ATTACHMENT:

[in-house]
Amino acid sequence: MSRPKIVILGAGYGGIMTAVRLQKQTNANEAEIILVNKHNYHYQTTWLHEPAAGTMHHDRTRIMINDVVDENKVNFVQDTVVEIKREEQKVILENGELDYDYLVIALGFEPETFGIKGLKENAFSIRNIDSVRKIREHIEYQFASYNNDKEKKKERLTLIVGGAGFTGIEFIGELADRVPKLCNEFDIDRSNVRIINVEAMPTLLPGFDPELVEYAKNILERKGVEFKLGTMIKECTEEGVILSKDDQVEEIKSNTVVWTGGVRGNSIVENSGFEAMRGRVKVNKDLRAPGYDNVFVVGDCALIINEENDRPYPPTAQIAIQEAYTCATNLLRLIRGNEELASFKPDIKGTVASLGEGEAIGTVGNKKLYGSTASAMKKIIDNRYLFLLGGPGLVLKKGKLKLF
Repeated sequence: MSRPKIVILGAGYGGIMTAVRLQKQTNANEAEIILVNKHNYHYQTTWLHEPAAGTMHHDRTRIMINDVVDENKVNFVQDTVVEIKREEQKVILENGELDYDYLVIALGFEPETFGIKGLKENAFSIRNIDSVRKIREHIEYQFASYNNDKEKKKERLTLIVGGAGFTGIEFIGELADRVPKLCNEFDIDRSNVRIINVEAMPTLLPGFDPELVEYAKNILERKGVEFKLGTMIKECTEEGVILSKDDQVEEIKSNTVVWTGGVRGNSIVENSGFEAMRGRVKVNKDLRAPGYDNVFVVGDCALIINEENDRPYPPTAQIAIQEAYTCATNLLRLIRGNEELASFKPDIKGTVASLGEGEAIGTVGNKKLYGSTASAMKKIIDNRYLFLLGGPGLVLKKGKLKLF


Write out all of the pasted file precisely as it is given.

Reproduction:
[in-house]
Amino acid sequence: MSRPKIVILGAGYGGIMTAVRLQKQTNANEAEIILVNKHNYHYQTTWLHEPAAGTMHHDRTRIMINDVVDENKVNFVQDTVVEIKREEQKVILENGELDYDYLVIALGFEPETFGIKGLKENAFSIRNIDSVRKIREHIEYQFASYNNDKEKKKERLTLIVGGAGFTGIEFIGELADRVPKLCNEFDIDRSNVRIINVEAMPTLLPGFDPELVEYAKNILERKGVEFKLGTMIKECTEEGVILSKDDQVEEIKSNTVVWTGGVRGNSIVENSGFEAMRGRVKVNKDLRAPGYDNVFVVGDCALIINEENDRPYPPTAQIAIQEAYTCATNLLRLIRGNEELASFKPDIKGTVASLGEGEAIGTVGNKKLYGSTASAMKKIIDNRYLFLLGGPGLVLKKGKLKLF
Repeated sequence: MSRPKIVILGAGYGGIMTAVRLQKQTNANEAEIILVNKHNYHYQTTWLHEPAAGTMHHDRTRIMINDVVDENKVNFVQDTVVEIKREEQKVILENGELDYDYLVIALGFEPETFGIKGLKENAFSIRNIDSVRKIREHIEYQFASYNNDKEKKKERLTLIVGGAGFTGIEFIGELADRVPKLCNEFDIDRSNVRIINVEAMPTLLPGFDPELVEYAKNILERKGVEFKLGTMIKECTEEGVILSKDDQVEEIKSNTVVWTGGVRGNSIVENSGFEAMRGRVKVNKDLRAPGYDNVFVVGDCALIINEENDRPYPPTAQIAIQEAYTCATNLLRLIRGNEELASFKPDIKGTVASLGEGEAIGTVGNKKLYGSTASAMKKIIDNRYLFLLGGPGLVLKKGKLKLF